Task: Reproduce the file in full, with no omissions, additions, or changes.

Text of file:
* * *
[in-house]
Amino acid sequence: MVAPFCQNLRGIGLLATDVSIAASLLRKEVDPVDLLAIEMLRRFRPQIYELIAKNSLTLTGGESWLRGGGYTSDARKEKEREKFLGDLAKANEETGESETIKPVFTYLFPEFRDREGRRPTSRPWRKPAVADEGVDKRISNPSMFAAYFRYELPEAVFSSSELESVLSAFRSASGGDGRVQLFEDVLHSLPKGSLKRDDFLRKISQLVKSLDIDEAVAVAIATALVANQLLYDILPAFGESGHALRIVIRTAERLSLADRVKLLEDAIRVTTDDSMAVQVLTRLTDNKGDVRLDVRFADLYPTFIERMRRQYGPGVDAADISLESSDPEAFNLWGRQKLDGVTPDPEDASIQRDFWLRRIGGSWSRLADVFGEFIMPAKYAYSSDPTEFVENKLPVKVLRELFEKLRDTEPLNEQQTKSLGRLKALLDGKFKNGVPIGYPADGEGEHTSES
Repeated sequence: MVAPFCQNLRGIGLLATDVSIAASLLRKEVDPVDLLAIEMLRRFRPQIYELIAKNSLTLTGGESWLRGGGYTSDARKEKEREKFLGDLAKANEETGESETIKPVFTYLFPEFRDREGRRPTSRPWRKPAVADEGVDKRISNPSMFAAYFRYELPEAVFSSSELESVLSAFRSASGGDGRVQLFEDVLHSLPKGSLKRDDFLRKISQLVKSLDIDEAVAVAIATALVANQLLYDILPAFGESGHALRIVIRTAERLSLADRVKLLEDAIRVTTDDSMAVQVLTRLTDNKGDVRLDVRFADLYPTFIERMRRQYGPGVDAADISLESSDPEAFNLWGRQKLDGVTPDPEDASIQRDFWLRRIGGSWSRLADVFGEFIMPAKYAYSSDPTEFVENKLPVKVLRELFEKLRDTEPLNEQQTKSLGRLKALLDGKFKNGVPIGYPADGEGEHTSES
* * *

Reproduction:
[in-house]
Amino acid sequence: MVAPFCQNLRGIGLLATDVSIAASLLRKEVDPVDLLAIEMLRRFRPQIYELIAKNSLTLTGGESWLRGGGYTSDARKEKEREKFLGDLAKANEETGESETIKPVFTYLFPEFRDREGRRPTSRPWRKPAVADEGVDKRISNPSMFAAYFRYELPEAVFSSSELESVLSAFRSASGGDGRVQLFEDVLHSLPKGSLKRDDFLRKISQLVKSLDIDEAVAVAIATALVANQLLYDILPAFGESGHALRIVIRTAERLSLADRVKLLEDAIRVTTDDSMAVQVLTRLTDNKGDVRLDVRFADLYPTFIERMRRQYGPGVDAADISLESSDPEAFNLWGRQKLDGVTPDPEDASIQRDFWLRRIGGSWSRLADVFGEFIMPAKYAYSSDPTEFVENKLPVKVLRELFEKLRDTEPLNEQQTKSLGRLKALLDGKFKNGVPIGYPADGEGEHTSES
Repeated sequence: MVAPFCQNLRGIGLLATDVSIAASLLRKEVDPVDLLAIEMLRRFRPQIYELIAKNSLTLTGGESWLRGGGYTSDARKEKEREKFLGDLAKANEETGESETIKPVFTYLFPEFRDREGRRPTSRPWRKPAVADEGVDKRISNPSMFAAYFRYELPEAVFSSSELESVLSAFRSASGGDGRVQLFEDVLHSLPKGSLKRDDFLRKISQLVKSLDIDEAVAVAIATALVANQLLYDILPAFGESGHALRIVIRTAERLSLADRVKLLEDAIRVTTDDSMAVQVLTRLTDNKGDVRLDVRFADLYPTFIERMRRQYGPGVDAADISLESSDPEAFNLWGRQKLDGVTPDPEDASIQRDFWLRRIGGSWSRLADVFGEFIMPAKYAYSSDPTEFVENKLPVKVLRELFEKLRDTEPLNEQQTKSLGRLKALLDGKFKNGVPIGYPADGEGEHTSES